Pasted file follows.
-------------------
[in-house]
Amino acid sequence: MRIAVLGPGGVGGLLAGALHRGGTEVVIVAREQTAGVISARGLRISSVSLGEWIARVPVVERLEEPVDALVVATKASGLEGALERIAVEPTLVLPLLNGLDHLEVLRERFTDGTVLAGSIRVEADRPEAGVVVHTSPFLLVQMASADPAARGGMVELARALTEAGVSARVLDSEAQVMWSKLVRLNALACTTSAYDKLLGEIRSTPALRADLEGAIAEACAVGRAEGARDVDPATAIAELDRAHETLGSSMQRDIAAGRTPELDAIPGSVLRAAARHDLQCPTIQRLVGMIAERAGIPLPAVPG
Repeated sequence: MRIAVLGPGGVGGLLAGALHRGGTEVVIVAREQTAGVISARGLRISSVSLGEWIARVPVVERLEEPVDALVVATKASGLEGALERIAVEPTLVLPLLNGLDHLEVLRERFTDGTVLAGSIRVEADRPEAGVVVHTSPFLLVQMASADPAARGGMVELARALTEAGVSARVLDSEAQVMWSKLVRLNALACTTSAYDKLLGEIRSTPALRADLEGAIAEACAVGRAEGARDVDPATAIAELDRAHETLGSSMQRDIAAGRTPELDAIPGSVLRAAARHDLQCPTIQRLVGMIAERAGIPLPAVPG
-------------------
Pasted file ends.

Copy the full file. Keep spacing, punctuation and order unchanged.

[in-house]
Amino acid sequence: MRIAVLGPGGVGGLLAGALHRGGTEVVIVAREQTAGVISARGLRISSVSLGEWIARVPVVERLEEPVDALVVATKASGLEGALERIAVEPTLVLPLLNGLDHLEVLRERFTDGTVLAGSIRVEADRPEAGVVVHTSPFLLVQMASADPAARGGMVELARALTEAGVSARVLDSEAQVMWSKLVRLNALACTTSAYDKLLGEIRSTPALRADLEGAIAEACAVGRAEGARDVDPATAIAELDRAHETLGSSMQRDIAAGRTPELDAIPGSVLRAAARHDLQCPTIQRLVGMIAERAGIPLPAVPG
Repeated sequence: MRIAVLGPGGVGGLLAGALHRGGTEVVIVAREQTAGVISARGLRISSVSLGEWIARVPVVERLEEPVDALVVATKASGLEGALERIAVEPTLVLPLLNGLDHLEVLRERFTDGTVLAGSIRVEADRPEAGVVVHTSPFLLVQMASADPAARGGMVELARALTEAGVSARVLDSEAQVMWSKLVRLNALACTTSAYDKLLGEIRSTPALRADLEGAIAEACAVGRAEGARDVDPATAIAELDRAHETLGSSMQRDIAAGRTPELDAIPGSVLRAAARHDLQCPTIQRLVGMIAERAGIPLPAVPG